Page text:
Furthermore, Shoigu asserted that this year, 1,500 new and upgraded tanks had been delivered to the armed forces. This number appears to be somewhat exaggerated as most experts agree that the real figure is closer to 1,000.
Additionally, Shoigu dubbed the Russian Army as the “most combat-ready army in the world” and reminded his audience that the current plan aims to reach 1.5 million personnel in the near future. It is worth noting that in early December, Vladimir Putin signed a decree increasing the strength of the RuAF to 1.32 million personnel. According to Shoigu, this latest increase is related to Finland joining NATO, the necessity to augment the number of troops stationed on the Russia-Ukraine border and an increase in the number of personnel in the Leningrad Military District.
If we multiply our estimate of the size of the RuAF on the frontline—550,000 soldiers—by the minimum military salary in the "special military operation" zone, which is 200,000 rubles [$2,210], the expenses just for salaries (excluding "combat" and various additional compensations) will amount to 1.32 billion rubles [$14.59 million] per year. Therefore, despite numerous cases where servicemen do not receive promised payments, budget spendings will still increase should the army be further expanded.
We were trying to analyze the data related to supplies for the frontline units mentioned in Shoigu's speech at the meeting of the Russian MoD. If we divide the mentioned volume of water delivered daily to the frontline by the volume of water in a typical soldier's ration, it turns out that there is enough supply to sustain more than a million people. In reality, much less water is delivered to the front, and some of the money is embezzled. A large number of similar indicators exist only on paper, and attempting to assess the size of Russian forces or losses based on them is not reliable.
The Financial Times writes that European officials are discussing the possibility, under Article 7 of the Treaty on European Union, to suspend certain rights, such as the right to vote, from a member state if the said member persistently and seriously breaches the EU's founding values as outlined in Article 2 of the Treaty, namely, respect for human dignity, freedom, democracy, equality, the rule of law and respect for human rights, including the rights of persons belonging to minorities, though that country’s membership obligations would remain binding. Nevertheless, this decision may be blocked by any other member-state. In all likelihood, Europe is trying to hint to Viktor Orban that member states are prepared to take such drastic steps and start isolating Hungary unless he changes his position.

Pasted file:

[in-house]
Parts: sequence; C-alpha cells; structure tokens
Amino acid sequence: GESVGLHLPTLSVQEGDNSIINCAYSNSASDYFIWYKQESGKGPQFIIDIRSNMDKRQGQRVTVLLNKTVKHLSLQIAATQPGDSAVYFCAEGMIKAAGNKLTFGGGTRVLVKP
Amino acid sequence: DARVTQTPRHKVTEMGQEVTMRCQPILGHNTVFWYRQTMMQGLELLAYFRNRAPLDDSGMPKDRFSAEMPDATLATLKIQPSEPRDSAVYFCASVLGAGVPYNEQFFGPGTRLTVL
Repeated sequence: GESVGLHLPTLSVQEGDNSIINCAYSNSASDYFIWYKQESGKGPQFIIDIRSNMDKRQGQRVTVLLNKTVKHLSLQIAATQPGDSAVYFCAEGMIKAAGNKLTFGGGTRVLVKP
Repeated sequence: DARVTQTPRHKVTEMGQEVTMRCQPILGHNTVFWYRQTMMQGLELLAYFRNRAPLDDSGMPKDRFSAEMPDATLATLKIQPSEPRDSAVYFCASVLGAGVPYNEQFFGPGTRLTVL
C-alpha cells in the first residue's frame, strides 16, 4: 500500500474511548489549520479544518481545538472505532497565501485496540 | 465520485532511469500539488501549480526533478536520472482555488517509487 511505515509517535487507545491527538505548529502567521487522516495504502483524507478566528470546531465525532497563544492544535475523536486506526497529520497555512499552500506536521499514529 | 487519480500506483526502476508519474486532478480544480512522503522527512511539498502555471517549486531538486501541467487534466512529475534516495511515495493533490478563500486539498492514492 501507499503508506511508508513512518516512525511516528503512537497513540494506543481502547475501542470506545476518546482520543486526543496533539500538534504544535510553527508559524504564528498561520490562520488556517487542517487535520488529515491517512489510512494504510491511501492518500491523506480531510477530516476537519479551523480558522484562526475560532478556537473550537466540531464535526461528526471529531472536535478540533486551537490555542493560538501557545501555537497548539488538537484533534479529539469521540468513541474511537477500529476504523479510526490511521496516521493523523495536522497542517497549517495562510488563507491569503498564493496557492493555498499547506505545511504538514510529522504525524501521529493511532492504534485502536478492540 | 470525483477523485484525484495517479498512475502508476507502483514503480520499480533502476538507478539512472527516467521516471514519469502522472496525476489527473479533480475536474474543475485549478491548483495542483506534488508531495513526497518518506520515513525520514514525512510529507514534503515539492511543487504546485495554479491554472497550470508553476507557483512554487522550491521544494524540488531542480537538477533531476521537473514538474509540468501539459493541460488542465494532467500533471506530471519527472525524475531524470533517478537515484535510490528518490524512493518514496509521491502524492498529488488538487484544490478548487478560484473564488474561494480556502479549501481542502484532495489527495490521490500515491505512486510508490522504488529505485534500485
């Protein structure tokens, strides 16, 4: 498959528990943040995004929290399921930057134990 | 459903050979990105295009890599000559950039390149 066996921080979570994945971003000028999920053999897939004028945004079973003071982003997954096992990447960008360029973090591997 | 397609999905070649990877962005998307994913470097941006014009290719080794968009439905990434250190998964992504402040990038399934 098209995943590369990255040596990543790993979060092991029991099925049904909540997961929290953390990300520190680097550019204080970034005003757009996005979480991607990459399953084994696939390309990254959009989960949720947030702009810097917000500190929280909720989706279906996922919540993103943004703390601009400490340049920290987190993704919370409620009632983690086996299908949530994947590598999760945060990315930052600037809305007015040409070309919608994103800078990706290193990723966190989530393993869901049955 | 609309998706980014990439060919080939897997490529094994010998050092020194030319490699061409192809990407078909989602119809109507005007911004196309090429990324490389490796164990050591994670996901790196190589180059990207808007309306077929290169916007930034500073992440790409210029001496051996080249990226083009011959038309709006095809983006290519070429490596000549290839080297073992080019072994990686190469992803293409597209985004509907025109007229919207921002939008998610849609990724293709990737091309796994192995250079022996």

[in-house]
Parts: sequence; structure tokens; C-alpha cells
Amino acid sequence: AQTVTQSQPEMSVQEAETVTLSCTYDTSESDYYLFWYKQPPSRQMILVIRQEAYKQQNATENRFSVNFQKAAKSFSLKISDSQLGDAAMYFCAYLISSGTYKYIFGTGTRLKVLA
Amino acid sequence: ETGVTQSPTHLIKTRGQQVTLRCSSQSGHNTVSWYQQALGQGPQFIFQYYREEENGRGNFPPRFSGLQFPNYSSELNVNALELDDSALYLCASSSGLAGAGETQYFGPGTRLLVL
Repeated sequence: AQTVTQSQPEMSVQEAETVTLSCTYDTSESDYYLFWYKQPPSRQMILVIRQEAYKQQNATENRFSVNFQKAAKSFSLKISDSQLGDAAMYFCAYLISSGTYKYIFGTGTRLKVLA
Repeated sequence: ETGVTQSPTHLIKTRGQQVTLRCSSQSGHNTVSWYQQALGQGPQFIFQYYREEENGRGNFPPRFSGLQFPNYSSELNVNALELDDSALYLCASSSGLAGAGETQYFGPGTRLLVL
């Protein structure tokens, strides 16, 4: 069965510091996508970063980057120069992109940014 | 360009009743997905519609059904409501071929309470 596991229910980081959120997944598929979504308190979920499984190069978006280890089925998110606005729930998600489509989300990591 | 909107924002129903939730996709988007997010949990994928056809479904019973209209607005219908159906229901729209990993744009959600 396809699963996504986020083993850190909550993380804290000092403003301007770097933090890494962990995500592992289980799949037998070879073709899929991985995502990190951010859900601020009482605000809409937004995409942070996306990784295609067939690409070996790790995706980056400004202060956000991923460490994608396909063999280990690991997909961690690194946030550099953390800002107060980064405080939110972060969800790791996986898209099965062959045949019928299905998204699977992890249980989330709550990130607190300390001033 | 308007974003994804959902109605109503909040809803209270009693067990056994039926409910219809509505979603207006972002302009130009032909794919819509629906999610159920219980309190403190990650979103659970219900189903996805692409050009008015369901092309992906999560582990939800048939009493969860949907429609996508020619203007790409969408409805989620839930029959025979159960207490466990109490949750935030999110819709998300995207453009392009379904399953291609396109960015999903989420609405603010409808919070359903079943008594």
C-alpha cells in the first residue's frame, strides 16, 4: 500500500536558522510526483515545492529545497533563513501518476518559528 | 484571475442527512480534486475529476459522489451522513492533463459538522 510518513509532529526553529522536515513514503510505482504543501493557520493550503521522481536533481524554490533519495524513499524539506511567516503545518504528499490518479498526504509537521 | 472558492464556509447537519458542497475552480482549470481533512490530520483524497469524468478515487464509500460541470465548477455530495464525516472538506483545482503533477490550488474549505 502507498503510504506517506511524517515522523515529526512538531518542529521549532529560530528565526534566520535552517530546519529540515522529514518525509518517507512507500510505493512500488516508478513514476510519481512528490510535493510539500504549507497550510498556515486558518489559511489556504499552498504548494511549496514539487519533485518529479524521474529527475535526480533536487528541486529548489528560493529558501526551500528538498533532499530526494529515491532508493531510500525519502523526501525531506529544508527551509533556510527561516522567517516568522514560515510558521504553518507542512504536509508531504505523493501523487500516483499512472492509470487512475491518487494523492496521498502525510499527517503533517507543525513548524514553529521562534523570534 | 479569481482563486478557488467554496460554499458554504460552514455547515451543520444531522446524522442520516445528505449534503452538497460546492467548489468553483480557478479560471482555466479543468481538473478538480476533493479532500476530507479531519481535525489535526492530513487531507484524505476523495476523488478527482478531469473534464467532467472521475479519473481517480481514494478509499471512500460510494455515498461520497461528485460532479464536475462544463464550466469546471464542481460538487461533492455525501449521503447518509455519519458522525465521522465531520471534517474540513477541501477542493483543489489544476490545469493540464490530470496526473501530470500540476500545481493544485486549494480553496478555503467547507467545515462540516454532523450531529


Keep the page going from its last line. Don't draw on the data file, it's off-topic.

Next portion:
Voting on Europe’s €50 billion support to Ukraine has been postponed until Feb. 1. Financial difficulties have had repercussions on the frontline. According to Brigadier General Oleksandr Tarnavskyi, the military operation has had to be downsized due to a shortage of ammunition.
The European Union has adopted a 12th package of sanctions against Russia, which includes the possibility of confiscating the financial assets belonging to Russian legal entities and individuals to compensate European companies that were nationalized in Russia, such as Danone, Baltika or Fortum. Additionally, a prohibition on re-exportation has been introduced, and EU companies are now required to incorporate a re-export ban to Russia in their contracts when supplying dual-use goods. Meanwhile, the New York Times reported that numerous dual-use goods enter Russia through ports in Morocco and Turkey.
On Dec. 18, Polish truckers resumed their blockade of the largest crossing on the Ukrainian border, the Dorohusk-Yahodyn checkpoint. They promised not to obstruct the passage of vehicles with humanitarian and security-related cargoes and planned to allow one truck to pass per hour.
President Volodymyr Zelenskyy acknowledged existing problems and addressed uncomfortable questions, such as those regarding the counteroffensive, the frontline, and Western aid during his year-end press conference. Specifically, he stated that the military had requested the mobilization of another 450-500 thousand people, to which he proposed to rework the plan to account not only for the enlistment of new military personnel, but also for the demobilization of those who have already served for about two years. The cost of mobilizing such a number of people will be approximately 500 billion hryvnias [around $13 billion]. Additionally, he declared that he would not sign a draft law for the mobilization of women.
Zelenskyy also mentioned that no one knows whether the war will end in 2024, all predictions are only opinions. However, Ukraine's strategy will not change: it aims to return to the borders of 1991.